Just over a week after Germany's longest-ever rail strike, the GDL train drivers' union has announced an open-ended strike for later this week, which is set to severely impact traffic over the Witsun holiday.
Train services across Germany are set to face a fresh round of disruptions after the GDL train drivers' union announced Monday it would organize a new strike.
Cargo transport trains would be subject to the strike beginning at 3 pm (1300 GMT) Tuesday, and passenger service would be targeted starting at 2 am Wednesday, GDL said.
The industrial action was open-ended, the union added, saying it would not name the end point until 48 hours ahead of the time its members plan to get back on the job.
According to GDL union boss Claus Weselsky, the plan is for this latest work stoppage to last longer than the previous one, which went on for nearly six days at the beginning of May.
"You can assume that this strike will last a little longer" than the last stoppage, Weselsky told a press conference.
The GDL has so far staged eight walkouts over 10 months of negotiations, with a 3,000-driver-strong strike earlier this month being the longest-ever rail strike in Germany. Economists say the week-long strike may have cost the German national rail carrier, Deutsche Bahn (DB), around 750 million euros ($855.7 million).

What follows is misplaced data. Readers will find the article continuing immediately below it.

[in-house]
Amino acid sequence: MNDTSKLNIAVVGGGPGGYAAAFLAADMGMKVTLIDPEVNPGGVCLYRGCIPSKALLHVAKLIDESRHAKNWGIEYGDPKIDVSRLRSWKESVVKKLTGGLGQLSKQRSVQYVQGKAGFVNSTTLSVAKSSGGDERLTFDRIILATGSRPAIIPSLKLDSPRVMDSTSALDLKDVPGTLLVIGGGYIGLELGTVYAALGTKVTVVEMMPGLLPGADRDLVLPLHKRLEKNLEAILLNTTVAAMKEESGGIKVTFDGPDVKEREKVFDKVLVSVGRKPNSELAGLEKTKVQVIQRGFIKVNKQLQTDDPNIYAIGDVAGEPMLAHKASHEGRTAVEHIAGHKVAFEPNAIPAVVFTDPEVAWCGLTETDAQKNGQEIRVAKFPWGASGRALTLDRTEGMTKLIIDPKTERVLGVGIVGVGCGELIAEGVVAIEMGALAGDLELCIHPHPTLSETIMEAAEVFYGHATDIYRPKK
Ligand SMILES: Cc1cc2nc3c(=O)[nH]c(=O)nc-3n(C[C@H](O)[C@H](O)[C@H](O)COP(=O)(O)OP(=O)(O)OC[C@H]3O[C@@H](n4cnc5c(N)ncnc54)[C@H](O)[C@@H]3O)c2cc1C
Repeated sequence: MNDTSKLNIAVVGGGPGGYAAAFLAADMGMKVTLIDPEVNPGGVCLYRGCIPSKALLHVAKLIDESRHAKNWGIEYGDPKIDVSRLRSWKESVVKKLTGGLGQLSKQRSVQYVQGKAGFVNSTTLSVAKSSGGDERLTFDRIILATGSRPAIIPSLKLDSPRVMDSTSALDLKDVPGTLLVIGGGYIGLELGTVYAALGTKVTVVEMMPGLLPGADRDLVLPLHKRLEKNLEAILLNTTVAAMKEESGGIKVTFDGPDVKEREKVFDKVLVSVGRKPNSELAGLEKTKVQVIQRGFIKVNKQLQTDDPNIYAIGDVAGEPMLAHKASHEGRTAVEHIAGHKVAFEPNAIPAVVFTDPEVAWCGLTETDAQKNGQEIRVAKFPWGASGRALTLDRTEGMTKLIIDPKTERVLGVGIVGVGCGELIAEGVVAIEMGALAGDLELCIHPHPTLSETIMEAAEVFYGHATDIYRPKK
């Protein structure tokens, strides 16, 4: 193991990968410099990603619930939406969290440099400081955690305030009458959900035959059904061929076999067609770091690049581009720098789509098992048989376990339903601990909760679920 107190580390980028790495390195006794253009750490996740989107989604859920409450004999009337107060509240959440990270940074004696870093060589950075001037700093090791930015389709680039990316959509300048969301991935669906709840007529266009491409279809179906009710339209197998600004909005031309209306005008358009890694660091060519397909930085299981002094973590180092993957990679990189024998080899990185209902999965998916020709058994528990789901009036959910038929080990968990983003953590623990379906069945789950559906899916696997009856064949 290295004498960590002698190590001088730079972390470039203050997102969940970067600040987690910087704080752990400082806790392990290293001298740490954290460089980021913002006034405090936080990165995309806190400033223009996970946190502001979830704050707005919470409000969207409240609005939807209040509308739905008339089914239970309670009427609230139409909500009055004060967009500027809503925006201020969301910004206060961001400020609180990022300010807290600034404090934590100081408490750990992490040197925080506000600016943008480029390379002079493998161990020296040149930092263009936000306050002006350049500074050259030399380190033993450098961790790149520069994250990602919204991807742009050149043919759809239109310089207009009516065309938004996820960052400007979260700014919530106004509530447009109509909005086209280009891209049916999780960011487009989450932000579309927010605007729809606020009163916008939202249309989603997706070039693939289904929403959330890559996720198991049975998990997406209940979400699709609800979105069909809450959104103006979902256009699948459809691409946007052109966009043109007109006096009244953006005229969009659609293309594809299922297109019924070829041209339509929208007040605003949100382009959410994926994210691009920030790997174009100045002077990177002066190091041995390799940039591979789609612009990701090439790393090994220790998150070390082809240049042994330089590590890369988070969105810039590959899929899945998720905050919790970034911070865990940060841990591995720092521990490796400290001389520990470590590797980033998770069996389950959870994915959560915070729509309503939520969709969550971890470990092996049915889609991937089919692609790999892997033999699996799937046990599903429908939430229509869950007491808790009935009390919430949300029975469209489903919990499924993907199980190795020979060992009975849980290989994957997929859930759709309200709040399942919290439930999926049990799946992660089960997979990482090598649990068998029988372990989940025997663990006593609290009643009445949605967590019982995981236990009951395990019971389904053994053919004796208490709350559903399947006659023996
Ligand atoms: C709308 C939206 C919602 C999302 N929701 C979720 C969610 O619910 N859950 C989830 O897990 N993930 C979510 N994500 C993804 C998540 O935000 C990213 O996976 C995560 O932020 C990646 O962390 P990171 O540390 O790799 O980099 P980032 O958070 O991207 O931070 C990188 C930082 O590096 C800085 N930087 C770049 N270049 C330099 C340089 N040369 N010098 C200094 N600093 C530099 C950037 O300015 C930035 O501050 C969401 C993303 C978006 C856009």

Accusations keep flying
The GDL union, which represents some 20,000 train drivers, is demanding a 5-percent pay hike for drivers, a two-hour cut in drivers' working week as well as the right to represent other rail workers such as conductors and restaurant carriage staff.
That demand is effectively a turf war with the larger railway union EVG, which has more than 200,000 members, and which is now involved in separate, less heated, wage negotiations with DB.
Wage negotiations between the GDL and DB reached another impasse over the weekend after talks set for Sunday failed to materialize.
A Deutsche Bahn spokeswoman said the company's negotiating team waited in vain on Sunday for GDL representatives who never arrived.
The union said that was because it had been informed by Deutsche Bahn late Saturday that the following day's talks were off. Deutsche Bahn said the union had "twisted the facts," repeating accusations that GDL had again walked away from deals that were almost done.
uhe/nz (dpa, Reuters, AFP)